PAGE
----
MASHAM, Samuel (c.1679-1758), of Otes, High Laver, Essex

Published in The History of Parliament: the House of Commons 1690-1715, ed. D. Hayton, E. Cruickshanks, S. Handley, 2002
Available from Boydell and Brewer



1710 - May 1711
18 May 1711 - 1 Jan. 1712

Family and Education

b. c.1679, 8th but 1st surv. s. of Sir Francis Masham, 3rd Bt.*, by his 1st w.  m. c.June 1707, Abigail Hill (d. 1734), da. of Francis Hill, Levant merchant, of London, 3s. (2 d.v.p.) 2da.  cr. Baron Masham of Otes 1 Jan. 1712; suc. fa. Feb. 1723.1

Offices Held

Page of honour to Princess Anne by 1692; equerry by 1702; groom of bedchamber to Prince George of Denmark 1706; ensign, Coldstream Gds. 1697, capt. and lt.-col. 1704; brevet col. 1705; col. 1707; brig.-gen. 1710; cofferer of Household 1711–14; keeper of gt. wardrobe 1711–13; remembrancer of Exchequer in reversion 1713.2


Masham was described by Sarah Churchill as a ‘good natured, soft, insignificant man, making low bows to everybody, and being ready to run to open a door’. According to her, he attracted the attention of few at court, except Abigail Hill, a woman of the bedchamber, whom he may have met through her brother ‘Jack’ Hill, a fellow page and officer in the Coldstream Guards. Abigail was unlikely to have been dazzled by Masham’s military career since, although his service in Lisbon and Altea in 1705–6 was later officially described as having been attended with ‘a share of success and glory’, it seems doubtful whether he ever heard a shot fired. Nevertheless, Masham and Abigail were married in the summer of 1707 at a ceremony in Dr Arbuthnot’s apartments which Abigail kept secret from her cousin and patroness, Sarah Churchill. The Queen’s presence at the marriage, and her willingness to provide Abigail with a dowry, indicated a redistribution of favour at court that infuriated the Duchess of Marlborough and which rapidly led to a breach between her and Abigail. The marriage also marked a break with the Whiggishness of Masham’s family since Abigail held strong Tory views. She was also a second cousin of Robert Harley*, who seems to have discovered the kinship once Mrs Masham’s political importance became apparent and to have used the relationship to gain privy access to the Queen. These connexions, rather than Masham’s own ability, explain his advancement. Although he had returned from the army to attend his wife ‘and the basset table’, Abigail was determined in January 1710 to have her husband and her militarily incompetent brother promoted to the rank of general over the heads of more experienced officers, a test of her influence that outraged both the Duke (John Churchill†) and the Duchess of Marlborough. The Duke was reported to have pressed the Queen to be rid of her favourite, encouraging rumours that the Commons would pass an address requesting her removal from court. Perhaps because Anne made it clear that such action would be ‘very disagreeable to her’, no address was made, and as part of a compromise solution Masham, though not his brother-in-law, duly received promotion.3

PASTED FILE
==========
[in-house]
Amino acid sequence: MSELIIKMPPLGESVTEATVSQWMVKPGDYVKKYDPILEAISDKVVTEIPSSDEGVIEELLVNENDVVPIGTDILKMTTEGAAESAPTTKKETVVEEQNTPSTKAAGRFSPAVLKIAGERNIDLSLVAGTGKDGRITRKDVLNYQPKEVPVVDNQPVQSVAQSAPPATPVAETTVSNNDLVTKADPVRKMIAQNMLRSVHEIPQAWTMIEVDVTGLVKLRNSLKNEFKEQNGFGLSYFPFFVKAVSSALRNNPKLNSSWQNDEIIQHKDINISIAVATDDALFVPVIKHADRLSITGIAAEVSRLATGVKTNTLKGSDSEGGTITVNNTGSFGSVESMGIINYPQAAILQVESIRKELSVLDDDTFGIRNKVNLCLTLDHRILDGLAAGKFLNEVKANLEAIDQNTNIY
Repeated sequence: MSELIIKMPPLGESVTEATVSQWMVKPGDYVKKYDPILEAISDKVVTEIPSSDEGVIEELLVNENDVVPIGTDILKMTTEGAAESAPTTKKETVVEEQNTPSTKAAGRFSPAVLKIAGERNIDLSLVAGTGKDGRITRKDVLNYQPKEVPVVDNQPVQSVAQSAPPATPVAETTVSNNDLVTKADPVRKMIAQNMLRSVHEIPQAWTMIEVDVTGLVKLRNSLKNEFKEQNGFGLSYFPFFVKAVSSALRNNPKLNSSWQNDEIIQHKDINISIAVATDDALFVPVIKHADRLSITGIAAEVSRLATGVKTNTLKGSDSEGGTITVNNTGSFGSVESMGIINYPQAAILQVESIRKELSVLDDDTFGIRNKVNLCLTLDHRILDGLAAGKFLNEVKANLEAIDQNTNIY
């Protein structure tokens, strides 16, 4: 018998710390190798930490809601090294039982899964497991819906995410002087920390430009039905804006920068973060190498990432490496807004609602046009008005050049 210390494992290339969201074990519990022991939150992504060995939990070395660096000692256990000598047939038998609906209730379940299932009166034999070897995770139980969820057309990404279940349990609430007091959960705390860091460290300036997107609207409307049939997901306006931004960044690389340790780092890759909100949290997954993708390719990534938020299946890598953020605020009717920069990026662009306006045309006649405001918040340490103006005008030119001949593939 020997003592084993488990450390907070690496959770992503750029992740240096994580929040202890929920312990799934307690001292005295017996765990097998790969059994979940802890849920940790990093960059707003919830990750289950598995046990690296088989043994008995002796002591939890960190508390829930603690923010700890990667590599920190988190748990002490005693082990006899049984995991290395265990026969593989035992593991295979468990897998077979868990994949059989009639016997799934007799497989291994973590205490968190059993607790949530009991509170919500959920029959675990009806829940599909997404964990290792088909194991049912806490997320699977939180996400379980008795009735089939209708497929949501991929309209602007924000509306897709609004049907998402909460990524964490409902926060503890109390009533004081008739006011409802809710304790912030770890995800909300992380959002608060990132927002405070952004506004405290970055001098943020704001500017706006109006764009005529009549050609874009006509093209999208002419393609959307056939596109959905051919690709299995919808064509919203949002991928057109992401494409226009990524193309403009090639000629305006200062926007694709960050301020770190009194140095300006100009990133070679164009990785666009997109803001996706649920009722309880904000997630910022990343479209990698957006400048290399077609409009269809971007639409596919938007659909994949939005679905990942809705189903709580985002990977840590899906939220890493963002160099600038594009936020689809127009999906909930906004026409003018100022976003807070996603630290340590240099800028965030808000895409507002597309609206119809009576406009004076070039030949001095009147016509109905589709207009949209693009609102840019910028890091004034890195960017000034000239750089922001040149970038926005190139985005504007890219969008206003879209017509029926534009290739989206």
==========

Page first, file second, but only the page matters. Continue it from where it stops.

Masham’s political career began in 1710 after the fall of the Whig ministry. In September of that year there was a whisper that he would be appointed to the post of vice-treasurer of Ireland, though nothing came of it, and at the general election in